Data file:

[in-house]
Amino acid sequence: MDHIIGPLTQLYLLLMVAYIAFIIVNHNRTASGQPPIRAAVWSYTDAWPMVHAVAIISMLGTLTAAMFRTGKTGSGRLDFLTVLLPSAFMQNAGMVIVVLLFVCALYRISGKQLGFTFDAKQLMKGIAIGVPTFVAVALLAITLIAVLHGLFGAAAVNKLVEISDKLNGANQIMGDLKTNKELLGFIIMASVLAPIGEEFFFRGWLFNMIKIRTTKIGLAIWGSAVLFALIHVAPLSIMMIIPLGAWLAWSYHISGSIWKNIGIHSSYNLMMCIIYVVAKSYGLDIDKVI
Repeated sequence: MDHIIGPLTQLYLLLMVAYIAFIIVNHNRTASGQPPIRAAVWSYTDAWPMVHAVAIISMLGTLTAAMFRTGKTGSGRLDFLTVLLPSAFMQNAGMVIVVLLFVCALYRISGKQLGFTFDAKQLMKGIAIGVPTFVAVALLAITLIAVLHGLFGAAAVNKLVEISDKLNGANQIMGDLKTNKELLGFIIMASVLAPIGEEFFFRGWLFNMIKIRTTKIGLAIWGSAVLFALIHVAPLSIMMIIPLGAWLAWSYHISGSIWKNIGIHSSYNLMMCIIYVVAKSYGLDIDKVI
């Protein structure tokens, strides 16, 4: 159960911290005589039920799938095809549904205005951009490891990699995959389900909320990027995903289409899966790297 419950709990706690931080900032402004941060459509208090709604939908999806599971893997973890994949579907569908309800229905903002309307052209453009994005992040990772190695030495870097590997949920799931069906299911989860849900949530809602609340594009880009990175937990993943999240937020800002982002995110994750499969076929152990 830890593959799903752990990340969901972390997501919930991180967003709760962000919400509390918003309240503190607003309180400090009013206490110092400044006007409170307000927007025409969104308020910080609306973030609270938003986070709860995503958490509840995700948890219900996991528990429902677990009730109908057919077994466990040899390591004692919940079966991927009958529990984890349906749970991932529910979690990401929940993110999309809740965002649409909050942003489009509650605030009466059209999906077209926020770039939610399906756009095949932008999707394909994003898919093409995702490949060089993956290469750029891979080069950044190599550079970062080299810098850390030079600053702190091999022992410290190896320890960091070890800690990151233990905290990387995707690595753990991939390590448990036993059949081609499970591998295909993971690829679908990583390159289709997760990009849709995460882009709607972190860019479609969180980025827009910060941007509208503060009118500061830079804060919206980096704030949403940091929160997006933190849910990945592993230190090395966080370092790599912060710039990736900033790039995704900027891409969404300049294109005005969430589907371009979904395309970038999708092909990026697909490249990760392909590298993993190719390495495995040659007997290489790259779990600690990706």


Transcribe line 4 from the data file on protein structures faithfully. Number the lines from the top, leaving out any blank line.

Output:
């Protein structure tokens, strides 16, 4: 159960911290005589039920799938095809549904205005951009490891990699995959389900909320990027995903289409899966790297 419950709990706690931080900032402004941060459509208090709604939908999806599971893997973890994949579907569908309800229905903002309307052209453009994005992040990772190695030495870097590997949920799931069906299911989860849900949530809602609340594009880009990175937990993943999240937020800002982002995110994750499969076929152990 830890593959799903752990990340969901972390997501919930991180967003709760962000919400509390918003309240503190607003309180400090009013206490110092400044006007409170307000927007025409969104308020910080609306973030609270938003986070709860995503958490509840995700948890219900996991528990429902677990009730109908057919077994466990040899390591004692919940079966991927009958529990984890349906749970991932529910979690990401929940993110999309809740965002649409909050942003489009509650605030009466059209999906077209926020770039939610399906756009095949932008999707394909994003898919093409995702490949060089993956290469750029891979080069950044190599550079970062080299810098850390030079600053702190091999022992410290190896320890960091070890800690990151233990905290990387995707690595753990991939390590448990036993059949081609499970591998295909993971690829679908990583390159289709997760990009849709995460882009709607972190860019479609969180980025827009910060941007509208503060009118500061830079804060919206980096704030949403940091929160997006933190849910990945592993230190090395966080370092790599912060710039990736900033790039995704900027891409969404300049294109005005969430589907371009979904395309970038999708092909990026697909490249990760392909590298993993190719390495495995040659007997290489790259779990600690990706």